Daughter Sarah: Board Certified!

My sweet oldest daughter Sarah learned today that she passed her national boards, making her a Board Certified Family Physician.  That test, which was nine hours long, is the last hurdle for Sarah besides officially finishing her residency in September.  Right now she is half way through the last of the truly tough rotations. She is the senior resident at the hospital where she works 14 – 16 hour days with one day off a week.  Three more weeks is the mantra at this point of this six-week rotation from hell.

Sarah just turned 35 and has been in medical school since she was 27.  She has gotten married and had two kids during that time. Luna is four years old; Nico is seventeen months old.  Sarah has gotten up every day and done her duty as a medical student/intern/resident as well as wife/mother.  She has pushed through obstacle after obstacle to bring her goals to fruition and on lots of occasions, it’s been hard on her.  She has had to balance all of her medical duties while rocking a sick baby in the middle of the night or figuring out which school was best for Luna to attend.  Gregorio has been right there at her side, helping all along the way, but sometimes babies and little kids just want Mama, and, of course, Mama also wants to be right there for them.

I hope as more women getting into the upper echelons of medicine, there will be real reform in term of medical education.  While I understand the whole apprentice approach is critical in a field like medicine, I do not believe that having residents work for 14 – 16 hours for days on end does anybody any good. Sleep deprivation is not healthy, most especially for healthcare practitioners who have such huge levels of responsibility.  A more balanced training method is needed, one that nurtures the physician so he/she can better care for his/her patients.  I realize I am speaking as a protective mother here, but having watched the medical education system over these past eight years, I can say that some serious changes are needed.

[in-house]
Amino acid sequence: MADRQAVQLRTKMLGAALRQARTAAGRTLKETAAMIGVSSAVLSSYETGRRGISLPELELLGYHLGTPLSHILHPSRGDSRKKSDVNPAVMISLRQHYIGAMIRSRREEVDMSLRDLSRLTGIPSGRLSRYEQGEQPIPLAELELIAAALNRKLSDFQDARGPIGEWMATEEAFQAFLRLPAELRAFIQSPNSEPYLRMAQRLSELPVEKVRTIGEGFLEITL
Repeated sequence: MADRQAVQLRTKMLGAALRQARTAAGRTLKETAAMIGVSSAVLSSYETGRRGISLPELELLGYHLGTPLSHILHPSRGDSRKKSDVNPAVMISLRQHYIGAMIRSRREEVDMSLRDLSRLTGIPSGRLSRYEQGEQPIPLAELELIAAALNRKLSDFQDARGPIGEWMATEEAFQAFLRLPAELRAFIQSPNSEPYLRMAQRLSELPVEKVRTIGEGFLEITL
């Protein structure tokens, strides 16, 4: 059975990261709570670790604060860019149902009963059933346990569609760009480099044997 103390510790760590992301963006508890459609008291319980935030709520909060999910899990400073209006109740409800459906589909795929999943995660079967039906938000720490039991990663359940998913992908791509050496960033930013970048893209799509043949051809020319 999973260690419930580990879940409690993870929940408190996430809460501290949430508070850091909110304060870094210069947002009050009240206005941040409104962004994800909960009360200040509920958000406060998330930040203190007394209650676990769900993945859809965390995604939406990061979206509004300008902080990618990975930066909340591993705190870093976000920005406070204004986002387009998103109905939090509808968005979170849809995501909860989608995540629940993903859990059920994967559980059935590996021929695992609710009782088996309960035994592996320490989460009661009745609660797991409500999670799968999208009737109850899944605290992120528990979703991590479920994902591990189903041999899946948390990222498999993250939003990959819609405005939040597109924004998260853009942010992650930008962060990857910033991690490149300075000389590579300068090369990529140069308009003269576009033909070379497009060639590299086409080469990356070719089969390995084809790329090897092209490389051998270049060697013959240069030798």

But at this point for Sarah, all I can say is, “Hooray!”  Life may actually shift back to a semblance of normal for her in just a few short months.

Of course, I am pleased and proud.  As a parent, who wouldn’t be?  But more importantly, I feel a deep level of respect for Sarah’s unwavering determination to reach her goal.

Well done, sweet daughter.  Well done indeed.

You are almost there.